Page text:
Lonely Planet Writer

Pick your flight time to avoid delayed arrival time

Airline delays may sometimes seem entirely random but if you do want to lower the odds of a late departure and arrival, earlier flying is almost always better.

Pick your flight time to reduce delays.
Pick your flight time to reduce delays. Image by Masayuki (Yuki) Kawagishi / CC BY 2.0

Delays tend to knock-on throughout the day, meaning the later you fly, the more likely the flight misses its schedule … with one notable exception. The backlog tends to clear later in the evening and by 11pm, airlines start to make up time again as runway traffic eases off, at least according to figures for the United States.

Detailed monthly analysis of flight departure and arrivals by the US Department of Transportation give a clear picture of how an average day develops. The early hours of the morning would logically seem the best time to arrive at an airport, ahead of the morning rush. However, the rate for on time arrivals in the hour between 6 and 7am is just 88.3%, a figure that actually improves (but only slightly) in the period between 7 and 9am.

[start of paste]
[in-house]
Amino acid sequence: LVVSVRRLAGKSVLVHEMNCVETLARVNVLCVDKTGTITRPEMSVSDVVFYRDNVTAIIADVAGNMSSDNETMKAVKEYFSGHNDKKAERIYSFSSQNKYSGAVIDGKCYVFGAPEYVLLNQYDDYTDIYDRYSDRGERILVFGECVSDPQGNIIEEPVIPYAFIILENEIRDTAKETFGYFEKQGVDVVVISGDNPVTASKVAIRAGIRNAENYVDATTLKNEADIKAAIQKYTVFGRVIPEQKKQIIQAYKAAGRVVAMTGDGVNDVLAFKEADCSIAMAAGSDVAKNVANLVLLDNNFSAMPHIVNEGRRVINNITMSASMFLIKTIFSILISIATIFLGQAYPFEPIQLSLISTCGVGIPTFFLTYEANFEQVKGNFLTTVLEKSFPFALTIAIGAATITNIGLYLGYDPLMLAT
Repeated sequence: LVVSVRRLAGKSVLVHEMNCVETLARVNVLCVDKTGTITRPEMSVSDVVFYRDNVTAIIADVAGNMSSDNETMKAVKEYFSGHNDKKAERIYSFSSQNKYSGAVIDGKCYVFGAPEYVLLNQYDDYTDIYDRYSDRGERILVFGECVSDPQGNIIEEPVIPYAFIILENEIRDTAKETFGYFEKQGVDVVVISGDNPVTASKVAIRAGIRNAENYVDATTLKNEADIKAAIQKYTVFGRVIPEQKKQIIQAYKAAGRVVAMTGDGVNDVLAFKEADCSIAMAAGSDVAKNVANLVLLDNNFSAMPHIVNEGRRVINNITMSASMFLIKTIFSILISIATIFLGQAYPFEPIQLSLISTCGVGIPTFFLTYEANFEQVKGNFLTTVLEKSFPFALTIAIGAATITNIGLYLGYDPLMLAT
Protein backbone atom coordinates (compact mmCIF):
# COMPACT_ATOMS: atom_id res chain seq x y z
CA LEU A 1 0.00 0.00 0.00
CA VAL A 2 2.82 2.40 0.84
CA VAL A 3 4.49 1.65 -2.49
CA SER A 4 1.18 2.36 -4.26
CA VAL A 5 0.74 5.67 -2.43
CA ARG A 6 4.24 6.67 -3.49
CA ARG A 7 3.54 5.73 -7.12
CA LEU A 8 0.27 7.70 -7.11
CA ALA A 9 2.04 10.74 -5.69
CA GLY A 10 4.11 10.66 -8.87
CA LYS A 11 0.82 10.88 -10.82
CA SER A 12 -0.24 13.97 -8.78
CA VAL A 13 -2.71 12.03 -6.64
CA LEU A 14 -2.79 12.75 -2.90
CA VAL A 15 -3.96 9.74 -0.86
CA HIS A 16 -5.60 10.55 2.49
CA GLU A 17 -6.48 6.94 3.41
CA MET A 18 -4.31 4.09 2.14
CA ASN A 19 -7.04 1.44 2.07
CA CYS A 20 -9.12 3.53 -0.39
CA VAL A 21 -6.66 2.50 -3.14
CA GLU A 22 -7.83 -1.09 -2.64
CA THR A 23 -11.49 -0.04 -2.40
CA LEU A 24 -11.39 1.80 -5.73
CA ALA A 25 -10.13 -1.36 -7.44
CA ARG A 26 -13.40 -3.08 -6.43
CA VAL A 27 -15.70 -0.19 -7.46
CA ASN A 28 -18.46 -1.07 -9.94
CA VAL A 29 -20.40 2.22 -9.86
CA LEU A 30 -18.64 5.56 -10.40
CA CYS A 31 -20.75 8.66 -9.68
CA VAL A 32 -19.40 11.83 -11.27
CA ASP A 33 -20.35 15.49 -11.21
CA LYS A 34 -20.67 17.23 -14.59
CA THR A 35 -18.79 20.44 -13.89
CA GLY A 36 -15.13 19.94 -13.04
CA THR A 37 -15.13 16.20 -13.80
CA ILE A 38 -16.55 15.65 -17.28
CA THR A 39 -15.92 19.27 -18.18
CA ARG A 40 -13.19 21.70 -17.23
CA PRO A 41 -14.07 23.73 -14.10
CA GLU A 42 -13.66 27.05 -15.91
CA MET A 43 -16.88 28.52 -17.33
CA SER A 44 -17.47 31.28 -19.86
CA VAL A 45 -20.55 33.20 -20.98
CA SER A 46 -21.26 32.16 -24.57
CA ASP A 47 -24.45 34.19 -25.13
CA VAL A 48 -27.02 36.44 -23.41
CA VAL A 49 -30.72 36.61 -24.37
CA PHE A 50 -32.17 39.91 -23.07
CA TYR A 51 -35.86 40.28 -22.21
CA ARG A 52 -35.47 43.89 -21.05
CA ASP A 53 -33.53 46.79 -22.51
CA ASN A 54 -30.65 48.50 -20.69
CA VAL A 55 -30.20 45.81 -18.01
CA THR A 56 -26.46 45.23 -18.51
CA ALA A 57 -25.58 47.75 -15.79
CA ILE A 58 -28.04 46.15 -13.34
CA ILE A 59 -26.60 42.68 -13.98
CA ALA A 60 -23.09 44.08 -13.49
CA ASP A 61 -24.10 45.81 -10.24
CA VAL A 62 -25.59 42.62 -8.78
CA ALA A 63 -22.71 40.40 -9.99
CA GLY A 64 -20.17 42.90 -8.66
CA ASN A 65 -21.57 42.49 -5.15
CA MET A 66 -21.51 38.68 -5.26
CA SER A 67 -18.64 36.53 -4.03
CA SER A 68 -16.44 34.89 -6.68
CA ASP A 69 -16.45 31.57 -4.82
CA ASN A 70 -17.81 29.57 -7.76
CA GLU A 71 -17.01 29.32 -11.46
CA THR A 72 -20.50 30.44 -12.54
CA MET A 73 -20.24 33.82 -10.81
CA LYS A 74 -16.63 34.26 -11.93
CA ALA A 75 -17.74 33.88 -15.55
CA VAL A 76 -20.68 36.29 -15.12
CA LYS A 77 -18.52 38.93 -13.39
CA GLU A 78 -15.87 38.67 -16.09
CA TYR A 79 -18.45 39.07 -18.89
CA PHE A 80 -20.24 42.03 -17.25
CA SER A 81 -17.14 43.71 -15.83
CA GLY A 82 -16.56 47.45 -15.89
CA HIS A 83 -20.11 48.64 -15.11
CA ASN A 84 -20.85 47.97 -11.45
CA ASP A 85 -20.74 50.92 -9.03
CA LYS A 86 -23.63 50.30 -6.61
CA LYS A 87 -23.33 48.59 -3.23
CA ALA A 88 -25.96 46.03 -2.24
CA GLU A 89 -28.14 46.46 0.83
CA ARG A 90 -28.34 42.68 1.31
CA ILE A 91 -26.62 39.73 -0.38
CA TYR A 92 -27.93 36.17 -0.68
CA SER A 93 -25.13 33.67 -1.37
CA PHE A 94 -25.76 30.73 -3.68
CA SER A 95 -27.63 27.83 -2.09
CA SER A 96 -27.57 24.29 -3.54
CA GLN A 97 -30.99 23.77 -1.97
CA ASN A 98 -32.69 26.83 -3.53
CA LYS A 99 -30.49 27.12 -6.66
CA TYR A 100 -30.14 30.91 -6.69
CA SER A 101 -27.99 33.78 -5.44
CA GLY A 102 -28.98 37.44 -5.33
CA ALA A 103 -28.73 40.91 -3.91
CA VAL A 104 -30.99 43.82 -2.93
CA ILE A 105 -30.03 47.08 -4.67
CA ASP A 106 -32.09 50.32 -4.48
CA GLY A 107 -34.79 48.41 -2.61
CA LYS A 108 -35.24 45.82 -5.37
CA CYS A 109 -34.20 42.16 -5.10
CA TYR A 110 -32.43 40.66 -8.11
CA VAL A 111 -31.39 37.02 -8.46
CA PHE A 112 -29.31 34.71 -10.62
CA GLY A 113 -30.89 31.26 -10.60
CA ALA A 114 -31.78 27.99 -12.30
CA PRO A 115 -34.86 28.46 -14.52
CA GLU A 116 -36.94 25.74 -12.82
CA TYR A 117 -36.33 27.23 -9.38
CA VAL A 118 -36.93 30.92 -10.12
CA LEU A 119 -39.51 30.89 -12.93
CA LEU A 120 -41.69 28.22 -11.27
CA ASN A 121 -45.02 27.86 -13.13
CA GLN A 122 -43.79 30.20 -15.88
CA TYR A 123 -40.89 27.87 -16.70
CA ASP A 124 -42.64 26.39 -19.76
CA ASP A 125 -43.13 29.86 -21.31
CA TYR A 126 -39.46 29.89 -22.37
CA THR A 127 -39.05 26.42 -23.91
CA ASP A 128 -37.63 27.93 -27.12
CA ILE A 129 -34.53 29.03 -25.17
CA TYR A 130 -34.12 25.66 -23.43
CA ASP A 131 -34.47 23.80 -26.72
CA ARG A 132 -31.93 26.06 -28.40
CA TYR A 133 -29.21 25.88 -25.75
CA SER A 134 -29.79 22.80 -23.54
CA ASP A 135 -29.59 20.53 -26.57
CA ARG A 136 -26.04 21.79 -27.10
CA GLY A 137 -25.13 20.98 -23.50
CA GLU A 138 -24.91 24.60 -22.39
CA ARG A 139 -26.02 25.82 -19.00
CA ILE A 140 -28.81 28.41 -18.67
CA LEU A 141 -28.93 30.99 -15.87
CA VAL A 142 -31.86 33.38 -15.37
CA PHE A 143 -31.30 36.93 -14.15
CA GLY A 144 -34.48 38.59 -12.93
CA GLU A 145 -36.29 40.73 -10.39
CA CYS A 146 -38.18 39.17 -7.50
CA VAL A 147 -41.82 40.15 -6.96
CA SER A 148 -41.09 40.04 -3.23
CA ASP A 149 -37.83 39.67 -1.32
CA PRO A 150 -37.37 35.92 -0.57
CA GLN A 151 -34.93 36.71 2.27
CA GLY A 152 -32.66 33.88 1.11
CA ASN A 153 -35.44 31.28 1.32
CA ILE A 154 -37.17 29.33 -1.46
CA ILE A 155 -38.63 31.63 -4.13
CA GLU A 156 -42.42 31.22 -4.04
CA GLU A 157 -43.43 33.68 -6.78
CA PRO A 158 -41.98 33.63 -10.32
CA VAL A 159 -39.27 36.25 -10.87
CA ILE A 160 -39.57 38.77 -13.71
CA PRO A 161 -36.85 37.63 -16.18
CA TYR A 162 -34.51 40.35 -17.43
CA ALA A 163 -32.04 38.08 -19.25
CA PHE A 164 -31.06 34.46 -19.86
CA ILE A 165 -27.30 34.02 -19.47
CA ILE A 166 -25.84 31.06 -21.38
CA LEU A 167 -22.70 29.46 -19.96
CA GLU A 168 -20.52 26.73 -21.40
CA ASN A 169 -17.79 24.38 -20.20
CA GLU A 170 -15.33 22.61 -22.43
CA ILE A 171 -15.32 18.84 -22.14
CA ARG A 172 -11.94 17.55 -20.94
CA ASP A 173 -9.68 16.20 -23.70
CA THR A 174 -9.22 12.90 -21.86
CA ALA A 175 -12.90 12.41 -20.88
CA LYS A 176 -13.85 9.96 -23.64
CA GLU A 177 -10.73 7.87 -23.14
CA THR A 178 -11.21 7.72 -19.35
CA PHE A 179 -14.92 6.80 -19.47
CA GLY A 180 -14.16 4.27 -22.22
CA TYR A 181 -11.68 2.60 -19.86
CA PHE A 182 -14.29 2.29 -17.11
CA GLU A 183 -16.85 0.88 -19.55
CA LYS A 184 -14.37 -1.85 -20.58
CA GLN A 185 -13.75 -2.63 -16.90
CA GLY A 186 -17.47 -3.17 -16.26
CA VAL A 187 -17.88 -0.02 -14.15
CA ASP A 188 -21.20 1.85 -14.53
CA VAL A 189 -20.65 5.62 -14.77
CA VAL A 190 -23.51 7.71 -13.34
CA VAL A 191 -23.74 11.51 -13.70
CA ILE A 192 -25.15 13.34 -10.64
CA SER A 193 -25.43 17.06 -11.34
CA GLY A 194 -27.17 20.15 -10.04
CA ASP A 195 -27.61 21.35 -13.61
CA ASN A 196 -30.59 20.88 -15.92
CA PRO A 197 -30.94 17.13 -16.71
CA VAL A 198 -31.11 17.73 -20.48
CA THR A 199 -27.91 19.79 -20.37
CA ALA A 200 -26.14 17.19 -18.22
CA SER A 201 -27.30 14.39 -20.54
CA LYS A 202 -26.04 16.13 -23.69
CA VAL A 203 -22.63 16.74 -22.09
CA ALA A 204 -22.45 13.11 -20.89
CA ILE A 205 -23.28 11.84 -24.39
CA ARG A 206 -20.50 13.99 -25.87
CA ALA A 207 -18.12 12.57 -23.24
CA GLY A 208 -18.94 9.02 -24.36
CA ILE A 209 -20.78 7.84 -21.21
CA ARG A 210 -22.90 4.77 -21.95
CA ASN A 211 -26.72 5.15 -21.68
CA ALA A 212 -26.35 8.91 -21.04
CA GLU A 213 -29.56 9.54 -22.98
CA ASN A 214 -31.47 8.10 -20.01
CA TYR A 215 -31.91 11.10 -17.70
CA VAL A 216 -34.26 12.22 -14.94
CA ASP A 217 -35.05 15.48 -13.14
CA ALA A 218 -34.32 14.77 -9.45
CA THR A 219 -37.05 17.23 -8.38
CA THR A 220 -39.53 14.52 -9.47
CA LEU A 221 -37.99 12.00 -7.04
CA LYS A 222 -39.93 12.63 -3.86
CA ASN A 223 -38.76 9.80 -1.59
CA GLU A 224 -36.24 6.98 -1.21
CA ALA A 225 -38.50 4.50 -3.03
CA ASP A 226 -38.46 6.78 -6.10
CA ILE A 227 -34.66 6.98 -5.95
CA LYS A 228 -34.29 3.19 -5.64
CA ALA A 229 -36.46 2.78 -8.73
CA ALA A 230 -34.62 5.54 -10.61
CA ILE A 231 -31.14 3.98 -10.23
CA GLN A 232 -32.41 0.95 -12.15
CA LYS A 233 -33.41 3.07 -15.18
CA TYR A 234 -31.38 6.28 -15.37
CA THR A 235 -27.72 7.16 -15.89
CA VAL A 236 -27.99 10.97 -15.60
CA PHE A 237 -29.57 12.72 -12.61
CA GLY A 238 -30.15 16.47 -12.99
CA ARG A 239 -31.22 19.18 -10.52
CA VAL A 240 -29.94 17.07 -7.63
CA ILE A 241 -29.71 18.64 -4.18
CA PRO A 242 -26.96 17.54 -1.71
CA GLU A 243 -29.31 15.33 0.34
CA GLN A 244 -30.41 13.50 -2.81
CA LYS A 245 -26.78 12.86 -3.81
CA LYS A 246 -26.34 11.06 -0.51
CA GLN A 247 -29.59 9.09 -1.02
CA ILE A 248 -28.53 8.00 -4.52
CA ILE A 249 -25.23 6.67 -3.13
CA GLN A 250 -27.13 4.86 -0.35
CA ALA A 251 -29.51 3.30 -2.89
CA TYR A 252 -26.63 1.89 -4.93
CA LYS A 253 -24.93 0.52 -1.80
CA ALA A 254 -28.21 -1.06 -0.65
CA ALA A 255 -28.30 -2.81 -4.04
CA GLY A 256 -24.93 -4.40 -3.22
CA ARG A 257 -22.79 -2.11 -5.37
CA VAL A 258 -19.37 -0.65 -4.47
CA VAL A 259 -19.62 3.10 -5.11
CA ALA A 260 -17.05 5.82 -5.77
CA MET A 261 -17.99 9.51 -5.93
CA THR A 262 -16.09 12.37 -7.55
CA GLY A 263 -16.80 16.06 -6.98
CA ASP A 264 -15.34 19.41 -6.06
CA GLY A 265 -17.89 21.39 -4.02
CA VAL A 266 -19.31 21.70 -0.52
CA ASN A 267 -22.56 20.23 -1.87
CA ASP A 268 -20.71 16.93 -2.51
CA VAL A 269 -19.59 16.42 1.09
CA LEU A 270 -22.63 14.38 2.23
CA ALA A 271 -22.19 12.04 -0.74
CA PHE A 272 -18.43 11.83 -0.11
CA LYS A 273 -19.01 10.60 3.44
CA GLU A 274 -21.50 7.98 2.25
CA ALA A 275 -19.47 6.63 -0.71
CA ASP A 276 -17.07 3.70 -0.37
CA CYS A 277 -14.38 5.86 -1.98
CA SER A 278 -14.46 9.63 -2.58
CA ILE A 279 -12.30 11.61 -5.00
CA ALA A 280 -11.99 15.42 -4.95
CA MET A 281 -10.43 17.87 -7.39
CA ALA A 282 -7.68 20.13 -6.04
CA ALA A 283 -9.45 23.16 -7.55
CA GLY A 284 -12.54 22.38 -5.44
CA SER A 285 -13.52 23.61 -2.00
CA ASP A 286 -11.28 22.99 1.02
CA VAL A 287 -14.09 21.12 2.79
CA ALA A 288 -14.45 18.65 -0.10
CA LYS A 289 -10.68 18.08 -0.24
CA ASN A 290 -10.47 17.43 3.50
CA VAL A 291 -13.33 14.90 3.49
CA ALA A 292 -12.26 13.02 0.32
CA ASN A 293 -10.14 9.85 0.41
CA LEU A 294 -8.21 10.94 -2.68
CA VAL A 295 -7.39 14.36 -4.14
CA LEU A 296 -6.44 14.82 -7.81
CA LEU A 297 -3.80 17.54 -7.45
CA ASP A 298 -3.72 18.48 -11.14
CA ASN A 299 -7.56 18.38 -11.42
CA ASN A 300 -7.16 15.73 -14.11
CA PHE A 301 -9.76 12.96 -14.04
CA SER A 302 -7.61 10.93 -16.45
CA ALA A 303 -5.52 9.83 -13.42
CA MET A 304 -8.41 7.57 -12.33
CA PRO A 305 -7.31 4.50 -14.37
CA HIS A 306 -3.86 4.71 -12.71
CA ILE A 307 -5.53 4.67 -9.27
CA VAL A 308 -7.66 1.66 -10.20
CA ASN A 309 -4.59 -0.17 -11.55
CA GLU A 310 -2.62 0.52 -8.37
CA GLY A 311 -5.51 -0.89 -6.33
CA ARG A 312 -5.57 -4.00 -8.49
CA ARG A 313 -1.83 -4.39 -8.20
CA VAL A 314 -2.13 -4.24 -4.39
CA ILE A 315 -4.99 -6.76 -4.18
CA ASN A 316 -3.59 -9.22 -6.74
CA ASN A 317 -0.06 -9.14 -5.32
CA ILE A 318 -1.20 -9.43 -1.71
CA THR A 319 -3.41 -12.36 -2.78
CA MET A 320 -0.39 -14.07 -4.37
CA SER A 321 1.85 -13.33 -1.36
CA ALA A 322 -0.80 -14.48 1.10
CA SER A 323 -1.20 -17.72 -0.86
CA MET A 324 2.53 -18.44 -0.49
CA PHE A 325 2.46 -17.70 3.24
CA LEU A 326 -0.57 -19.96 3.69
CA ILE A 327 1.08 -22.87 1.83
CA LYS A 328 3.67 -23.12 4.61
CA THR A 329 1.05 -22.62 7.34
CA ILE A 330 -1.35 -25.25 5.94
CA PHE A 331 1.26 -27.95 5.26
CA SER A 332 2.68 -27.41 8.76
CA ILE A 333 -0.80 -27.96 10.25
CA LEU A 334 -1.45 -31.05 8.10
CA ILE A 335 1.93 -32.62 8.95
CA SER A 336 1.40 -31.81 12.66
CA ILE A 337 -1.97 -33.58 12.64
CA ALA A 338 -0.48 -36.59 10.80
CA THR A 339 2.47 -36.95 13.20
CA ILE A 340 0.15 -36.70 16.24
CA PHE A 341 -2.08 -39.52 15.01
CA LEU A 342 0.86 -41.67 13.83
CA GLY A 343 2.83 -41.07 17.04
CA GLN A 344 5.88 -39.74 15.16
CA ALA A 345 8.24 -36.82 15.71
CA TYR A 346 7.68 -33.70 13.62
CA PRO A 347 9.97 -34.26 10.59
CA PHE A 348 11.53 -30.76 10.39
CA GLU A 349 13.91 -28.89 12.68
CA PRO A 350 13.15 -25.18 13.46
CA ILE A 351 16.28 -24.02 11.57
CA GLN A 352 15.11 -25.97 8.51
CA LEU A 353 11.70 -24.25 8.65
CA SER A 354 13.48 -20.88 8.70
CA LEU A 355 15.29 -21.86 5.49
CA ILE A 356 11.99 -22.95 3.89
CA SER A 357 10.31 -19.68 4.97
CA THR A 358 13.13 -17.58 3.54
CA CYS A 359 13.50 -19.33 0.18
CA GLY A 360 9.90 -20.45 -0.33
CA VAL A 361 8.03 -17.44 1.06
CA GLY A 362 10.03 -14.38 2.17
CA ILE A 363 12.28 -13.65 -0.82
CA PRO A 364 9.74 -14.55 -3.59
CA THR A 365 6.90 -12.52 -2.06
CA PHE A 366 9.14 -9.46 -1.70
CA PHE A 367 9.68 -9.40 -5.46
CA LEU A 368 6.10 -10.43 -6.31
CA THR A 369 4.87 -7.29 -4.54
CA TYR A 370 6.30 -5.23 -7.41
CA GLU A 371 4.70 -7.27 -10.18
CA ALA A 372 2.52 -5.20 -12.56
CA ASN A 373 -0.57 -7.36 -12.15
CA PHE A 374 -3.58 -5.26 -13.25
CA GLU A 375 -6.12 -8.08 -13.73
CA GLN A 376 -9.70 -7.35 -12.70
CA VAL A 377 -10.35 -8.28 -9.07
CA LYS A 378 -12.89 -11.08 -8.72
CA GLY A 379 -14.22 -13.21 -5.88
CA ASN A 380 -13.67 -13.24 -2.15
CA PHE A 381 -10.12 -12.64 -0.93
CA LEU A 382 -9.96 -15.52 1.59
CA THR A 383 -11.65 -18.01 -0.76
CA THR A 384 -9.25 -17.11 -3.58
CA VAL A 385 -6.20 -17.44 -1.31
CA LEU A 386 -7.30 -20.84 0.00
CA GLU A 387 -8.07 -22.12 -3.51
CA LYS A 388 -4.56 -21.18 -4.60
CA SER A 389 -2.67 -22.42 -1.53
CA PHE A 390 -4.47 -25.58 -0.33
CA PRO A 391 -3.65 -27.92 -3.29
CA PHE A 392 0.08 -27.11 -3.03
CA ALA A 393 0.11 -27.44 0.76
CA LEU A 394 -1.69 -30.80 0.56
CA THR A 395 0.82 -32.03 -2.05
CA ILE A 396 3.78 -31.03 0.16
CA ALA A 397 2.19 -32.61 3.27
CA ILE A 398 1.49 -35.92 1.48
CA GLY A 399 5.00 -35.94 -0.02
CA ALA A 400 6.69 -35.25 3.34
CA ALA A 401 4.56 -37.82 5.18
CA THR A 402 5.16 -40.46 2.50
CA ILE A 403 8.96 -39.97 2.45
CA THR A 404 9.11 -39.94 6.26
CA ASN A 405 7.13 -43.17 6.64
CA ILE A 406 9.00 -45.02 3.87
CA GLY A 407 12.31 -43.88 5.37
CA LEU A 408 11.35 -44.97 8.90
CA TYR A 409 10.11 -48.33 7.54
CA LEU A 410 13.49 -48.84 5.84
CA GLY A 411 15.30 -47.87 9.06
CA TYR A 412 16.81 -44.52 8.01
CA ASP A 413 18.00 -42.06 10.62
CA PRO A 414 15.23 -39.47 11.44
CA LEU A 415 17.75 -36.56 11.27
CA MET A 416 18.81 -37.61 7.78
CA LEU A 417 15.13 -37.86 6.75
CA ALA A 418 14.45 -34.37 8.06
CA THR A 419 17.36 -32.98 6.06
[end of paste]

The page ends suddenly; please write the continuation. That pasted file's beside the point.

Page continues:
From then on, it is a slow decline all the way through until 6pm when the chances of your flight being on time drops below 80%. By 10pm, the rate for on time arrivals dropped to 77.6% as the latest figures available from last November show – a trend that proves reasonably consistent across the year. And it is only for those exceedingly late arrival flights in slots between 11pm and 6am the following morning that the rate begins to improve.

Overall, the chances of your flight arriving on time are 83.8% with the proviso that delays at bigger, and more importantly, busier airports can be even worse. The pattern is understood to be similar around the world, with schedules met earlier in the day before an inevitable decline as the day wears on. The US Department of Transportation also logs the reasons for hitches on their schedule with delays by the airline themselves or with air traffic control most frequently at fault. Extreme weather and security delays were also blamed in a very small number of cases.